Moreover, the only compelling case for Palestinian statehood is based on self-determination. Zionists and students of history might scoff at the “historical” case for Palestine, ridiculing PA claims that the Palestinians are the unadulterated descendants of the ancient Canaanites or that Jesus of Nazareth was the first Palestinian. The legal case, too, is flawed, because it is unclear whether the West Bank, Gaza or East Jerusalem ever truly constituted “occupied territories”, as Jordan and Egypt were themselves not the internationally-recognized owners of those areas. As the only legal heir to the Mandate of Palestine, one might argue that Israel has the best claim to all of the Mandate’s former territories. In any case, UNSC Resolution 242, which first called for Israeli withdrawals from land captured in 1967, never mentioned surrendering that land to a Palestinian entity, since no such concept existed at the time.

However, there is no doubting the Palestinian claim to sovereignty based on self-determination. If the Palestinian Arabs of Gaza and the West Bank truly wish for a sovereign state, they are entitled to such under the most basic aspects of international law. In fact, Netanyahu recognized this during his Bar-Ilan Speech, noting that “we must state the whole truth here. The truth is that in the area of our homeland, in the heart of our Jewish Homeland, now lives a large population of Palestinians. We do not want to rule over them. We do not want to run their lives. We do not want to force our flag and our culture on them”.

But there is a catch. If West Bank Palestinians are entitled to separate their cities and towns and villages from Israel based on self-determination, so too are Jewish residents of the West Bank permitted to choose Israeli sovereignty over citizenship in a Palestinian State. To do otherwise would be to impose a hypocritical double-standard, denying the same human and national rights to Jews that must be granted to Palestinian Arabs.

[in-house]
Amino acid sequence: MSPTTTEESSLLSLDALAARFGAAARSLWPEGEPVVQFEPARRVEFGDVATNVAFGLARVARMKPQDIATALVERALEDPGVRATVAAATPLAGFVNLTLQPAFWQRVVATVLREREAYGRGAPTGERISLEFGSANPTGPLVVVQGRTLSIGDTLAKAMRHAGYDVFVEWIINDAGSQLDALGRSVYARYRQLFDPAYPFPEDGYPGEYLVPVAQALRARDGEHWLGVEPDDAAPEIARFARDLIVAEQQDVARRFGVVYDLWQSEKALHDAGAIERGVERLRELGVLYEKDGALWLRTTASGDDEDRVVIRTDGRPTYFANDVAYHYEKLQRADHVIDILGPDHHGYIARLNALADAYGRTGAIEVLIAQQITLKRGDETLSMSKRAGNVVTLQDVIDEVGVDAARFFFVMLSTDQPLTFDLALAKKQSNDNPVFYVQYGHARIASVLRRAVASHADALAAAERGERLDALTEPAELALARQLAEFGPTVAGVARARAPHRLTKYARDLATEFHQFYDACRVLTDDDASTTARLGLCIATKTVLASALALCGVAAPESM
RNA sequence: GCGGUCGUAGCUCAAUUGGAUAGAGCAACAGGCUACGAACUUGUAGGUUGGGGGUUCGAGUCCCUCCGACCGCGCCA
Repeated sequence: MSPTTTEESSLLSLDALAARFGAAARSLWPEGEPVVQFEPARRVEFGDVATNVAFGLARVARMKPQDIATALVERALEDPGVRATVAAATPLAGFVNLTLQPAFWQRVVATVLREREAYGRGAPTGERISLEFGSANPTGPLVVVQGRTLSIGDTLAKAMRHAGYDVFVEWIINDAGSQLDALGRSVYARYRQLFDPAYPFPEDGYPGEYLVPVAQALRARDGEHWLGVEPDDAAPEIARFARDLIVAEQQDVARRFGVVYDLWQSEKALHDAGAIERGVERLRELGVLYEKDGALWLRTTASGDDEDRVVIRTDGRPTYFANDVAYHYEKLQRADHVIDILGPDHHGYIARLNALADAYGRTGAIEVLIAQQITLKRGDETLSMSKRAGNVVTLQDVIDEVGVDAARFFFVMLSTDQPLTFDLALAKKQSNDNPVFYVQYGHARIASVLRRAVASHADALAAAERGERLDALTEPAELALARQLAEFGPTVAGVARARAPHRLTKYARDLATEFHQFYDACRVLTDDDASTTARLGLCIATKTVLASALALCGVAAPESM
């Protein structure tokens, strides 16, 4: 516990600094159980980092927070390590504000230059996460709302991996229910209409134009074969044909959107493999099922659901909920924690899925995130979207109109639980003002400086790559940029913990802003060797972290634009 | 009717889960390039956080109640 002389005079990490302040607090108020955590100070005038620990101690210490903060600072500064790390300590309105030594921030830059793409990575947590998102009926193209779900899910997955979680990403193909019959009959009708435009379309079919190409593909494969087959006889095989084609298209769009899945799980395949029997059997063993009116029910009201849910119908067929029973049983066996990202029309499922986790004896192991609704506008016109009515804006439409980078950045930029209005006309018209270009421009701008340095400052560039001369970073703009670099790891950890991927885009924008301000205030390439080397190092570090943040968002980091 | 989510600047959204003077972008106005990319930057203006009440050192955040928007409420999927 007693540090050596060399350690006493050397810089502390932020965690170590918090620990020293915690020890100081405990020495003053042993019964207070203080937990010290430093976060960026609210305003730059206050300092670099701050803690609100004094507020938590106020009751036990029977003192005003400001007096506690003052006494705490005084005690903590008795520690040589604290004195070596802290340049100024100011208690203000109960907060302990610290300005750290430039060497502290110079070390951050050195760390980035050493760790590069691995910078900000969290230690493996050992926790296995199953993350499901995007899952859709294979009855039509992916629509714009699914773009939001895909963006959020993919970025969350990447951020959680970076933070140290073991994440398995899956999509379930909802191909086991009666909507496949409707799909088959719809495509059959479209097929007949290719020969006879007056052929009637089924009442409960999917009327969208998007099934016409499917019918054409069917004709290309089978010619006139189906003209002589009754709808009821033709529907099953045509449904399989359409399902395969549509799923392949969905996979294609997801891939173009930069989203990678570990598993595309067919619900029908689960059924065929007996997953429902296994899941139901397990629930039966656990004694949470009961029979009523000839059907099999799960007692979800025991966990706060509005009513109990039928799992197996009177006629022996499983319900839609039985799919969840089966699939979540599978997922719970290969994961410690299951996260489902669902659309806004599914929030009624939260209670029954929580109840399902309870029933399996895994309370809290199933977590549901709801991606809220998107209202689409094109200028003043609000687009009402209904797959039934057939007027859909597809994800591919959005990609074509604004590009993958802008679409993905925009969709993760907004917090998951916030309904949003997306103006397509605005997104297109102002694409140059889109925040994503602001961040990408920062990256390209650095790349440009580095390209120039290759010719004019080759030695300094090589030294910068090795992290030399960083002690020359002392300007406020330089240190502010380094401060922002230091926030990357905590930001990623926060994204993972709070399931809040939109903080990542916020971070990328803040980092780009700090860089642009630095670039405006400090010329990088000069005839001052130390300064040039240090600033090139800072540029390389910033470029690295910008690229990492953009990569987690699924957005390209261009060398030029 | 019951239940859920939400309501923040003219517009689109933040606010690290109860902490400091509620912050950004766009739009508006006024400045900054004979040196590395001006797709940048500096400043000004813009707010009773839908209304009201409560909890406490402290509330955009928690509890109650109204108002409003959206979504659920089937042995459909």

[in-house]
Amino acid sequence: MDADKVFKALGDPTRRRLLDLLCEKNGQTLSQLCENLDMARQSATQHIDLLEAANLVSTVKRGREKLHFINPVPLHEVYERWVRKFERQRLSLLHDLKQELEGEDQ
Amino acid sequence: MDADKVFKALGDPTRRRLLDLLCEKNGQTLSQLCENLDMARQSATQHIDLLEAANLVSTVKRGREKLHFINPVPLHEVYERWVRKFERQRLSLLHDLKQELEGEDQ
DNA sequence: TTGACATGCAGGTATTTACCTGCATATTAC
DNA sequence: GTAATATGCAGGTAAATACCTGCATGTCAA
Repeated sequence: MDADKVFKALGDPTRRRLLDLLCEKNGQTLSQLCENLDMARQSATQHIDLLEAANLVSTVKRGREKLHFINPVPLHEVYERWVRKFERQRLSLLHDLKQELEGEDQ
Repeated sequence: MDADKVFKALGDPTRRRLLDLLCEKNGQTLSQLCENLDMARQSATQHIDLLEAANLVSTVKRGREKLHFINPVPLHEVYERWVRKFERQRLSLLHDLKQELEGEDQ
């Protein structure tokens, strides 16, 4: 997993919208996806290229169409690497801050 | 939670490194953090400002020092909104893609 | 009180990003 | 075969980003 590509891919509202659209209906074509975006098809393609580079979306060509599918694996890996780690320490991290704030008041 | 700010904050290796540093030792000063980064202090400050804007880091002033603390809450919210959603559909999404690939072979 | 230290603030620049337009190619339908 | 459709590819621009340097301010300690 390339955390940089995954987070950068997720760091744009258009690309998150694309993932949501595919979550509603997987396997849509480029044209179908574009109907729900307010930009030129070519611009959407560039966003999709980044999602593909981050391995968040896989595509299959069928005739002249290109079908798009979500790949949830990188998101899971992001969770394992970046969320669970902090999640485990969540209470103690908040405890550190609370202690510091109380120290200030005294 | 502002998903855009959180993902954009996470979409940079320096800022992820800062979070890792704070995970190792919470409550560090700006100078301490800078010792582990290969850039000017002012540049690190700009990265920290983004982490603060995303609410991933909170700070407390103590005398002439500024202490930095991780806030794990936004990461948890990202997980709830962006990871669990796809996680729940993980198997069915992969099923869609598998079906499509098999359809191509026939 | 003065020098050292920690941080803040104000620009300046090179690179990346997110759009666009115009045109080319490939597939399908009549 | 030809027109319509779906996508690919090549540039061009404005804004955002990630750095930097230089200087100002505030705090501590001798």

Prime Minister Netanyahu, in his dual capacity as Foreign Minister, must make the boldest peace proposal of all: a new partition of the land between the Jordan and the Mediterranean, based on the self-determination of individual towns and communities. This would be the supreme Israeli sacrifice for peace, offering the Palestinians a deal on the same principle that they arrogantly rejected in 1947 before doing their best to destroy the embryonic Jewish State.

Conveniently, implementing self-determination would not only be in accordance with the most basic moral and legal principles – it would likely secure a better deal for Israel than the discredited Oslo Process. Obviously, Jewish communities in the West Bank and East Jerusalem would vote en masse for Israeli sovereignty over Palestinian control. Moreover, according to the most recent polls, a plurality of East Jerusalem Arabs would also prefer Israeli citizenship over that of a hypothetical Palestinian State, even claiming that they would move to Israel proper if their neighbourhood was surrendered to such a state. Thus, it seems that Israel would keep East Jerusalem, the Jordan Valley and the major settlement blocs if the right to self-determination was respected.